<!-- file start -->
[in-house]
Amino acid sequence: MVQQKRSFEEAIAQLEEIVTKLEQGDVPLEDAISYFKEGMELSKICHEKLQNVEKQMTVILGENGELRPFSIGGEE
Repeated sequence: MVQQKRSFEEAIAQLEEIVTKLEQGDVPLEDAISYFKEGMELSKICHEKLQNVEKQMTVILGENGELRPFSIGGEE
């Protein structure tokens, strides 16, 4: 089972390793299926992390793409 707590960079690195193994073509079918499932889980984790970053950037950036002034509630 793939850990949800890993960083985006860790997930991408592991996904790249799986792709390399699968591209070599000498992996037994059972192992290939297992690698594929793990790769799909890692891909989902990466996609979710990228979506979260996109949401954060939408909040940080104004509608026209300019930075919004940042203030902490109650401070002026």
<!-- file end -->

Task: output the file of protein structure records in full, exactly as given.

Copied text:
[in-house]
Amino acid sequence: MVQQKRSFEEAIAQLEEIVTKLEQGDVPLEDAISYFKEGMELSKICHEKLQNVEKQMTVILGENGELRPFSIGGEE
Repeated sequence: MVQQKRSFEEAIAQLEEIVTKLEQGDVPLEDAISYFKEGMELSKICHEKLQNVEKQMTVILGENGELRPFSIGGEE
């Protein structure tokens, strides 16, 4: 089972390793299926992390793409 707590960079690195193994073509079918499932889980984790970053950037950036002034509630 793939850990949800890993960083985006860790997930991408592991996904790249799986792709390399699968591209070599000498992996037994059972192992290939297992690698594929793990790769799909890692891909989902990466996609979710990228979506979260996109949401954060939408909040940080104004509608026209300019930075919004940042203030902490109650401070002026």